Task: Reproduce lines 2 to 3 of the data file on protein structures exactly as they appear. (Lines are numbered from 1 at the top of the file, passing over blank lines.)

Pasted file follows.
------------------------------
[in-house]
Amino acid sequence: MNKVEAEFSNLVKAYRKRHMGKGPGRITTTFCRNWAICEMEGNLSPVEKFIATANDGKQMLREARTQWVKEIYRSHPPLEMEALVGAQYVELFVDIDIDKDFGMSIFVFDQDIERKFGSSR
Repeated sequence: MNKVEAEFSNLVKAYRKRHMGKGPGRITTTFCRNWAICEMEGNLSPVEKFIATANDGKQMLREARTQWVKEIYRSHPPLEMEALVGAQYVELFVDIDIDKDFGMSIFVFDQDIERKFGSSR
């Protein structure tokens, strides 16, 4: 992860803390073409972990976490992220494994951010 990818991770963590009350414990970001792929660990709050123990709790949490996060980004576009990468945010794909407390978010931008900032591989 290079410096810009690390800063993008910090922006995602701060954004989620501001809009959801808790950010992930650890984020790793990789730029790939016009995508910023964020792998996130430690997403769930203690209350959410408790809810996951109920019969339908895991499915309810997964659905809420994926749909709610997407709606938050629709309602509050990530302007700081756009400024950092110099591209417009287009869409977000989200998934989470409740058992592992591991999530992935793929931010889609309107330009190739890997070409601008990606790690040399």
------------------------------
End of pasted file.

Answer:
Amino acid sequence: MNKVEAEFSNLVKAYRKRHMGKGPGRITTTFCRNWAICEMEGNLSPVEKFIATANDGKQMLREARTQWVKEIYRSHPPLEMEALVGAQYVELFVDIDIDKDFGMSIFVFDQDIERKFGSSR
Repeated sequence: MNKVEAEFSNLVKAYRKRHMGKGPGRITTTFCRNWAICEMEGNLSPVEKFIATANDGKQMLREARTQWVKEIYRSHPPLEMEALVGAQYVELFVDIDIDKDFGMSIFVFDQDIERKFGSSR